Wave, the greeting between motorcyclists. It is about to turn 120: how was it born?

Home Road Motorcycles Tips Wave, the greeting between motorcyclists. It is about to turn 120: how was it born?

The "Biker Wave", the greeting between motorcyclists, is well known to us: it is a gesture of recognition, of friendship, which we do because we are part of a community, accomplices even without knowing each other.  The basic concept is "Hello two-wheeled brother. Stay safe on the road." But there is something more behind it, starting with the history. How was the wave born? Once again, when it comes to the early days of motorcycling, information mixes with legend.

How did the biker greeting come about?

It seems that the gesture was born in 1904, when Arthur Davidson and William Harley, the fathers of Harley-Davidson, met on the street on their motorbikes, recognized each other and - simply - greeted each other. It was therefore a very normal gesture between friends, but since it was noticed by other people it was believed that it was a custom among motorcyclists.   Although in the early twentieth century there were not many motorcycles around, the word spread in the environment - precisely due to the fact that the first greeting was made by Arthur and William - and so, from that time, it became very popular among all motorcyclists, whether riding Harley-Davidsons or the rivals Indian. And since then, it has come down to the present day. 

What does it mean

The greeting is a simple way to recognize someone who has the same passion as us, which is beautiful because it makes you feel very strong emotions, but it is also dangerous, demanding, and it is precisely for this reason that it creates a strong bond between us. The gesture that we make when we meet another motorcyclist and therefore more than a simple greeting, is a sign of respect, of solidarity: you know that if there's a need, I'm with you, I will always help you and I know that you will help me.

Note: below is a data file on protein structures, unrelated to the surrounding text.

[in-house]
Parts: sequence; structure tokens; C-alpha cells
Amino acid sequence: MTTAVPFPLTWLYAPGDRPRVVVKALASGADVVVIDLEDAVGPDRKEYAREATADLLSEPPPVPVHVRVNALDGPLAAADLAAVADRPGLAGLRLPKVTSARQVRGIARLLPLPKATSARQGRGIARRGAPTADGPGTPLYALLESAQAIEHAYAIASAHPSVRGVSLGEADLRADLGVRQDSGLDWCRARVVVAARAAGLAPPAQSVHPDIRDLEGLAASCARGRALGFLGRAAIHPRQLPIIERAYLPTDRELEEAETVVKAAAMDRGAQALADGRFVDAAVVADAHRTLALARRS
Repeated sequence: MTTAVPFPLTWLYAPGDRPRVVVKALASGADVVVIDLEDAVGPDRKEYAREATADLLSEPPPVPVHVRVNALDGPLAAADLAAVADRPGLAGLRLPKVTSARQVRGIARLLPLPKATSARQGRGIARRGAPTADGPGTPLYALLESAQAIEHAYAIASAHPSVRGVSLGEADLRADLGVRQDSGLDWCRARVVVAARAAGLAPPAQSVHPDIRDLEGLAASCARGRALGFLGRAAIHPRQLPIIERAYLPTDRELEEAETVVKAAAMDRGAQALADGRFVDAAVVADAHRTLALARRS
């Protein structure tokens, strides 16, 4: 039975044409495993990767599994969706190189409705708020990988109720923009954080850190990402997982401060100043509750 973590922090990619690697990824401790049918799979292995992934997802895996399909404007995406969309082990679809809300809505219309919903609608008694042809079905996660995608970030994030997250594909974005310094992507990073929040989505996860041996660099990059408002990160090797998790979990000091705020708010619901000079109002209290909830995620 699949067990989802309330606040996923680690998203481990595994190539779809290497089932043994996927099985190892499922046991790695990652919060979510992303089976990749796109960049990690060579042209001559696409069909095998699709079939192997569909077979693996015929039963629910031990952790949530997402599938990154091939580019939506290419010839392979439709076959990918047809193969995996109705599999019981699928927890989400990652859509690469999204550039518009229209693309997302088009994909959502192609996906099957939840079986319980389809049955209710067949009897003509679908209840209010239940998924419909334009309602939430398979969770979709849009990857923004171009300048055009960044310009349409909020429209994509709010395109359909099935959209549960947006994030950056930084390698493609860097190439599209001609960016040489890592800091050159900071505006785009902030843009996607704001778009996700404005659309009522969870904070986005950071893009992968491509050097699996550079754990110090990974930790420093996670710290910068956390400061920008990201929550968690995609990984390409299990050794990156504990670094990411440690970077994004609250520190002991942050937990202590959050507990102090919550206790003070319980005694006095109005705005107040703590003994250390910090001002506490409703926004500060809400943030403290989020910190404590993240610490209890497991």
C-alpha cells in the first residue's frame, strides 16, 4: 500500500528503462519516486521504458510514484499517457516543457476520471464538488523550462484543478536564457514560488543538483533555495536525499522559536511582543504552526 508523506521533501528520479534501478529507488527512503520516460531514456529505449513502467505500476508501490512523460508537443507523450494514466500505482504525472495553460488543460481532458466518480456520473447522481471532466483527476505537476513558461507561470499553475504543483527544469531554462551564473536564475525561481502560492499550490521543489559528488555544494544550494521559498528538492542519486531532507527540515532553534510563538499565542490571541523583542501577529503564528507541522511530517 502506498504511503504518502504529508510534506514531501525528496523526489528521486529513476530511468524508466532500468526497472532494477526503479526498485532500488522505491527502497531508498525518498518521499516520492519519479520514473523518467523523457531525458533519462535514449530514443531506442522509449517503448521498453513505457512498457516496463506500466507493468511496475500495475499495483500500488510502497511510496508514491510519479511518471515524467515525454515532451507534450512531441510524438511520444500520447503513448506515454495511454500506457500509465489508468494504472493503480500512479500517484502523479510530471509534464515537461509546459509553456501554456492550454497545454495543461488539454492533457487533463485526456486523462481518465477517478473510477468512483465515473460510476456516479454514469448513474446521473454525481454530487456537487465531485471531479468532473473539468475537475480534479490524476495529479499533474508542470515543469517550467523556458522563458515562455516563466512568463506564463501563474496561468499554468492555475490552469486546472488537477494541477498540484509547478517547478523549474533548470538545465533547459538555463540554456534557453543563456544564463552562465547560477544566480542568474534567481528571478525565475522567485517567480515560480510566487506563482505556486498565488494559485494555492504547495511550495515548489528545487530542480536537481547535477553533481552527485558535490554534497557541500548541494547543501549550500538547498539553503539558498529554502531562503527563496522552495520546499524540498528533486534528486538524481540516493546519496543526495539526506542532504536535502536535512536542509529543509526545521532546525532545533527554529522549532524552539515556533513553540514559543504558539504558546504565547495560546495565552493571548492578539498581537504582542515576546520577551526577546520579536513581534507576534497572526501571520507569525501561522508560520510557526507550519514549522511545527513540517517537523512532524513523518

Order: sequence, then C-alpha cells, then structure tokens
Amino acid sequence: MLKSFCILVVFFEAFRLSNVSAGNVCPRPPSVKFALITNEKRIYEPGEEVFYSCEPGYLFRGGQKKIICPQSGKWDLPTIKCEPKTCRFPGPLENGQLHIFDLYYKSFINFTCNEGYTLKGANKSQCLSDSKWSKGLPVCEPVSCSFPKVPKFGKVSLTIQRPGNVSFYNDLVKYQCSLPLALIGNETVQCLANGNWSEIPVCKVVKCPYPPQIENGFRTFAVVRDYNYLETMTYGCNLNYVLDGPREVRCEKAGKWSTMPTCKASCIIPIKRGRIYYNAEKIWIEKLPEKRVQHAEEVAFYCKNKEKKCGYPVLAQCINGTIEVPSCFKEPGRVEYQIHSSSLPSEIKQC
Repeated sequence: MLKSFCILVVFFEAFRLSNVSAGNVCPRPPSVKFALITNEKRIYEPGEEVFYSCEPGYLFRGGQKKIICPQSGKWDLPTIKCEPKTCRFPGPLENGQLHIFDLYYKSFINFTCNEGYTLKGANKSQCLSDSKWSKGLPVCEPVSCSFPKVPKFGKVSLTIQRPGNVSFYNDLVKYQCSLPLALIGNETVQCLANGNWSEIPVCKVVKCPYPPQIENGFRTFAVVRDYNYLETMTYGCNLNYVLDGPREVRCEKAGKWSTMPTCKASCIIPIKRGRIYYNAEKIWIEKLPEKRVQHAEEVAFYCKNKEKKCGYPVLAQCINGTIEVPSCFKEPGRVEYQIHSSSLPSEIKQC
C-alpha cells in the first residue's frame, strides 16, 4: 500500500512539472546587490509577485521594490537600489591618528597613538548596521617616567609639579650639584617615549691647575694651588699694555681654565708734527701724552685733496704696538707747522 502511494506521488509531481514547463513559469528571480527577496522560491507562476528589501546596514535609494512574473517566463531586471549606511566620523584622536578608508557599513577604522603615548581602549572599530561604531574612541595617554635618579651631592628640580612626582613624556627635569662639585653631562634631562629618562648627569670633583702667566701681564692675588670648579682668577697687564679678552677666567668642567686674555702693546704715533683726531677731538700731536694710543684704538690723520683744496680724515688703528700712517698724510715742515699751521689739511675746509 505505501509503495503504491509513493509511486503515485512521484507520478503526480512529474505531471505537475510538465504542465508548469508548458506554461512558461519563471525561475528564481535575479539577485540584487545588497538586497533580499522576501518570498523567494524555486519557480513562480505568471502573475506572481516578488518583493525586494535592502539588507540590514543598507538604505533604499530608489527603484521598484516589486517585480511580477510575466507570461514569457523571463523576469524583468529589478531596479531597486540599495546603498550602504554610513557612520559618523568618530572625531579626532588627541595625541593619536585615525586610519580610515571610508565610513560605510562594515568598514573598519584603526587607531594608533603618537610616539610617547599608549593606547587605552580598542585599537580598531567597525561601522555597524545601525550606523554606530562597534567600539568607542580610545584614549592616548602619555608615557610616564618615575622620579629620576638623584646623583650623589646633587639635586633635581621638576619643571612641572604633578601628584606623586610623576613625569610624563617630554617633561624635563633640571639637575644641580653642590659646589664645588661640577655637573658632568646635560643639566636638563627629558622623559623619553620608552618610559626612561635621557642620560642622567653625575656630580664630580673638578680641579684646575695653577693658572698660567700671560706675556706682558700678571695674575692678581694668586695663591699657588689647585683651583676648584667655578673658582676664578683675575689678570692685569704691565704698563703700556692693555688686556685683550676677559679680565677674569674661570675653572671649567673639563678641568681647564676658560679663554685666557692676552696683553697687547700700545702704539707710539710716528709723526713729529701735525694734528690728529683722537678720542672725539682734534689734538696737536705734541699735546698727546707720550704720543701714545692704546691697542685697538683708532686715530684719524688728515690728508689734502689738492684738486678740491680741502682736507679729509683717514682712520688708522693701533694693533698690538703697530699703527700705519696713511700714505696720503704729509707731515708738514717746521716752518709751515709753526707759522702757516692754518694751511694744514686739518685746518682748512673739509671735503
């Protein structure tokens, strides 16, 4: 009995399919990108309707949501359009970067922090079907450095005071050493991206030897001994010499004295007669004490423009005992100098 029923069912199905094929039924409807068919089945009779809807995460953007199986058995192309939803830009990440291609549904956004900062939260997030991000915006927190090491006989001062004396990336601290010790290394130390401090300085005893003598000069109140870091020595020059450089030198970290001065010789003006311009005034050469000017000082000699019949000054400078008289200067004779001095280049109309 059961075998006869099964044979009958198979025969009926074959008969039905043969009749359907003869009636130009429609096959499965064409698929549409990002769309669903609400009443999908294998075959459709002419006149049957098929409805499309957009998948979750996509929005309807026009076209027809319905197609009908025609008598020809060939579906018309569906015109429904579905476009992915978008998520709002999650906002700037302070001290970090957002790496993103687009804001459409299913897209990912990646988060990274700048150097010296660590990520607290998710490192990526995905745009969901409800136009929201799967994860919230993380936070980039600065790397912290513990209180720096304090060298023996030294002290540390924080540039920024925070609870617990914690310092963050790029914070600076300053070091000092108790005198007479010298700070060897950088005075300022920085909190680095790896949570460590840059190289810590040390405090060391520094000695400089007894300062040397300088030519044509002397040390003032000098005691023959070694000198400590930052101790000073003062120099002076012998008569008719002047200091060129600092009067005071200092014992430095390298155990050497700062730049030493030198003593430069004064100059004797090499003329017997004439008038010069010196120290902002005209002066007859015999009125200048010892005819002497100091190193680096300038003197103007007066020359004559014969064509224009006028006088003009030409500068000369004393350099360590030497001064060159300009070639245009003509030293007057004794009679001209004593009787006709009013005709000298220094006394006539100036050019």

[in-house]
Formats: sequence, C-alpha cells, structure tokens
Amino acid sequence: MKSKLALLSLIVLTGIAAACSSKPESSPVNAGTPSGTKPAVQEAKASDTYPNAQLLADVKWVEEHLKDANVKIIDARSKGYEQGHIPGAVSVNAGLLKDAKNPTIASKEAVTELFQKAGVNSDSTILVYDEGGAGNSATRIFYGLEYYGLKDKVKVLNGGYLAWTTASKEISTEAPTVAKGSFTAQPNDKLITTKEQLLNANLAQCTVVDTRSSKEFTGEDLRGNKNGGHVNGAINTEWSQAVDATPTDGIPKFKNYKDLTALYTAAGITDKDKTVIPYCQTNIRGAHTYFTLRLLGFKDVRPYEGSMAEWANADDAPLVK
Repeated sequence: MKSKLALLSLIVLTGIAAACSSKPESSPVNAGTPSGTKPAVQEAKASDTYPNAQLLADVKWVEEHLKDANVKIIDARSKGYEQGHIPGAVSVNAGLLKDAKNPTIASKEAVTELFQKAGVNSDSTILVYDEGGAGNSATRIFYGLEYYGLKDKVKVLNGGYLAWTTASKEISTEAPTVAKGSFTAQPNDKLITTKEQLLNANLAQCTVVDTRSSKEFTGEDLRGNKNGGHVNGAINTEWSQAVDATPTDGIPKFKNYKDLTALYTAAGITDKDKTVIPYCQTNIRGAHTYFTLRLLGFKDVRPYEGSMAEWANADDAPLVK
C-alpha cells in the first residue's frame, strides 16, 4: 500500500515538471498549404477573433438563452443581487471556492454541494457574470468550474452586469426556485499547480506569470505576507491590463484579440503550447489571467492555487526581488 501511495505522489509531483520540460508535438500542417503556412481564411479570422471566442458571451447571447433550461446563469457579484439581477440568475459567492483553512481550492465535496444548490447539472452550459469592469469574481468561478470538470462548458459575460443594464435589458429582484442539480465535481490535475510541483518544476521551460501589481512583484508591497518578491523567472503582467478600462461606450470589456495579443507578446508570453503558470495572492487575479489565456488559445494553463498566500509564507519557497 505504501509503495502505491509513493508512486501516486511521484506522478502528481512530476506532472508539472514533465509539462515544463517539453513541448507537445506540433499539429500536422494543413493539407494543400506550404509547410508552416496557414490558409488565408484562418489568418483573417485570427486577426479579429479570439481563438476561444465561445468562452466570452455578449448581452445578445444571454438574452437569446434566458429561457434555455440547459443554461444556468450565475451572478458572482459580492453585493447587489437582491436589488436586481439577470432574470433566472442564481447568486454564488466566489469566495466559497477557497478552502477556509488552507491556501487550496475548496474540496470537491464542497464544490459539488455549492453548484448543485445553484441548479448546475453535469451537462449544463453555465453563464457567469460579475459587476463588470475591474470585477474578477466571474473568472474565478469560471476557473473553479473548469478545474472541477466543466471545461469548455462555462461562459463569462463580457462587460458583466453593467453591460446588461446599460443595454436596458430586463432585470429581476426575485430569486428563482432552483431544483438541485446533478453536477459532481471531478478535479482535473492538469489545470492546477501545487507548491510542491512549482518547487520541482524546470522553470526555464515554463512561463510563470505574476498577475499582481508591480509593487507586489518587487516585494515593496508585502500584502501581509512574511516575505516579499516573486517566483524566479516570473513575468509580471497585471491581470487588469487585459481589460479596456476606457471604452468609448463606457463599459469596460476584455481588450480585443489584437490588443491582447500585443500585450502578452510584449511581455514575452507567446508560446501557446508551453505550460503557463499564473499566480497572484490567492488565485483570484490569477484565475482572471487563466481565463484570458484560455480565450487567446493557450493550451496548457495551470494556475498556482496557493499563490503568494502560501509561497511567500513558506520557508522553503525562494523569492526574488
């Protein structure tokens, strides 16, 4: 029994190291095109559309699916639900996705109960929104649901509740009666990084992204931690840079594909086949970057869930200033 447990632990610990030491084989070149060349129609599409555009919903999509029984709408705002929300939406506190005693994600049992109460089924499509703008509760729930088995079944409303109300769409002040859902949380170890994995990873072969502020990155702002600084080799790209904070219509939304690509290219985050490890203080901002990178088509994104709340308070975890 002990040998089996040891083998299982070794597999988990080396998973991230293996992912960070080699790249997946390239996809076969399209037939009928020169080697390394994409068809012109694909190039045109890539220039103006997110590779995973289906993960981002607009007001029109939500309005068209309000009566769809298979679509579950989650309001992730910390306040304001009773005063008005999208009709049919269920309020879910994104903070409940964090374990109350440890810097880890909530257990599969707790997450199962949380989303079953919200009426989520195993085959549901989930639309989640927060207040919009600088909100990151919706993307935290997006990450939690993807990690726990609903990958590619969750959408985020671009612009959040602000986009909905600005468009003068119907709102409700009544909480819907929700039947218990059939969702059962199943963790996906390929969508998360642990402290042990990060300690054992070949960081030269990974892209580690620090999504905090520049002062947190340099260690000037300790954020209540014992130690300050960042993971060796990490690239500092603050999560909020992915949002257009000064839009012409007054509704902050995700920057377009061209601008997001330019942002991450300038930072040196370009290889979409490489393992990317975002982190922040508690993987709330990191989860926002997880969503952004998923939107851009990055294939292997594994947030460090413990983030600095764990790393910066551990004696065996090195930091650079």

How do you greet

The classic Biker Wave is very simple. Release the left hand from the handlebar and open the arm downwards, with the index and middle fingers open in a V. It is not the symbol of victory (the one made famous in particular by Winston Churchill), and it is towards the low because it means keeping two tires on the ground, and so each motorcyclist tells the other to ride safely on the road. 

We can do it in other ways, for example by flashing briefly, some raise a hand, show a clenched fist with thumb up, others stick out a leg, simply nod while moving their helmet. It depends on the habit and also on the situation.

How not to greet

The first thing to consider is which hand to hold, whether right or left, which varies according to the country.  In the first case, the classic greeting is easier, since the clutch side is in the middle of the road; harder is, instead, saying goodbye by releasing the accelerator, a manoeuvre which is always not recommended. In this case (driving on the left) a brief nod with the fingers of the right hand is enough, keeping the hand on the handlebar, avoiding blatant gestures with the left hand and arm, which could be misunderstood, or even mistaken for a tease.

When not to greet

It is not always possible for us to greet, for logical reasons but above all for safety. So let's avoid greeting in difficult moments of driving, for example when cornering or braking. Let's also avoid it on the highway, as the other motorcyclist will not see the greeting and could be misinterpreted by a motorist, let's also avoid it when it's raining or at night, in addition to being dangerous even in these conditions they will not see us. Better to forget it even at rallies, there are too many friends to say hello to, and we'd always be driving with one hand.

If they don't greet us

In most cases the greeting is reciprocated, but if not, we shouldn't take it badly, there are more reasons for this to happen, some of which we have just listed. The thing we always have to keep in mind is that we don't know what the other rider is doing. He simply didn't return the greeting because he didn't see us, perhaps he was looking in the mirrors, or he was changing or was about to brake because there was a slowdown on his road. Or they just don't care about greetings. A rude? A rebel? Maybe yes, but this shouldn't make us change our minds, a greeting is always a nice thing, and among other things it's very rare to find it in other areas, especially with the meaning we attribute to it: sincere friendship.